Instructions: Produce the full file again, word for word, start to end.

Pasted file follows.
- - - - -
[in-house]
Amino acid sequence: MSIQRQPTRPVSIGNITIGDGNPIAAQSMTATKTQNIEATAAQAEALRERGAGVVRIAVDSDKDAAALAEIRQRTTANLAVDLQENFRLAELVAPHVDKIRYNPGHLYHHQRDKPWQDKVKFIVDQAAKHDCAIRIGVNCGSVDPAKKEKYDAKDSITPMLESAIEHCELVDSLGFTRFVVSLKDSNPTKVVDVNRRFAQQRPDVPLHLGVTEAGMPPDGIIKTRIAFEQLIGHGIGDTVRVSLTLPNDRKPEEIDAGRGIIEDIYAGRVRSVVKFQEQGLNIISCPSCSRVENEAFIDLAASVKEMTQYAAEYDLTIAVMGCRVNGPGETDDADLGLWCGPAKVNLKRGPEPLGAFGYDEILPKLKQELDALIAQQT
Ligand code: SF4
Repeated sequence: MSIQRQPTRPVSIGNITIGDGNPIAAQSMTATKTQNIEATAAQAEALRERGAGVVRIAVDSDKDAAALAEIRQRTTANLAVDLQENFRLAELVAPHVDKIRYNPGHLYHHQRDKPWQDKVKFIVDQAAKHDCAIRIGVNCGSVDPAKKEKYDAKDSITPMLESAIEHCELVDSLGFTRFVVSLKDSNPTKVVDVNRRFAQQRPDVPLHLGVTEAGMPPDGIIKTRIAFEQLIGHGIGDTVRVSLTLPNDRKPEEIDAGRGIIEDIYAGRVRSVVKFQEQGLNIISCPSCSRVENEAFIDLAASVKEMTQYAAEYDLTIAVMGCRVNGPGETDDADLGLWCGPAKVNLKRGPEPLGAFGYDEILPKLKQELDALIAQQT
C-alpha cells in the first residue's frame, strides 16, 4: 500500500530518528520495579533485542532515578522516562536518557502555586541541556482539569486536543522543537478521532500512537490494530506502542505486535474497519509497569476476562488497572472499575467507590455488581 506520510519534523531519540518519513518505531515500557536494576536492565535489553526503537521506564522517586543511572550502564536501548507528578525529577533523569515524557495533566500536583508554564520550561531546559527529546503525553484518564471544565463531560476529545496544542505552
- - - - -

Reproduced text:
[in-house]
Amino acid sequence: MSIQRQPTRPVSIGNITIGDGNPIAAQSMTATKTQNIEATAAQAEALRERGAGVVRIAVDSDKDAAALAEIRQRTTANLAVDLQENFRLAELVAPHVDKIRYNPGHLYHHQRDKPWQDKVKFIVDQAAKHDCAIRIGVNCGSVDPAKKEKYDAKDSITPMLESAIEHCELVDSLGFTRFVVSLKDSNPTKVVDVNRRFAQQRPDVPLHLGVTEAGMPPDGIIKTRIAFEQLIGHGIGDTVRVSLTLPNDRKPEEIDAGRGIIEDIYAGRVRSVVKFQEQGLNIISCPSCSRVENEAFIDLAASVKEMTQYAAEYDLTIAVMGCRVNGPGETDDADLGLWCGPAKVNLKRGPEPLGAFGYDEILPKLKQELDALIAQQT
Ligand code: SF4
Repeated sequence: MSIQRQPTRPVSIGNITIGDGNPIAAQSMTATKTQNIEATAAQAEALRERGAGVVRIAVDSDKDAAALAEIRQRTTANLAVDLQENFRLAELVAPHVDKIRYNPGHLYHHQRDKPWQDKVKFIVDQAAKHDCAIRIGVNCGSVDPAKKEKYDAKDSITPMLESAIEHCELVDSLGFTRFVVSLKDSNPTKVVDVNRRFAQQRPDVPLHLGVTEAGMPPDGIIKTRIAFEQLIGHGIGDTVRVSLTLPNDRKPEEIDAGRGIIEDIYAGRVRSVVKFQEQGLNIISCPSCSRVENEAFIDLAASVKEMTQYAAEYDLTIAVMGCRVNGPGETDDADLGLWCGPAKVNLKRGPEPLGAFGYDEILPKLKQELDALIAQQT
C-alpha cells in the first residue's frame, strides 16, 4: 500500500530518528520495579533485542532515578522516562536518557502555586541541556482539569486536543522543537478521532500512537490494530506502542505486535474497519509497569476476562488497572472499575467507590455488581 506520510519534523531519540518519513518505531515500557536494576536492565535489553526503537521506564522517586543511572550502564536501548507528578525529577533523569515524557495533566500536583508554564520550561531546559527529546503525553484518564471544565463531560476529545496544542505552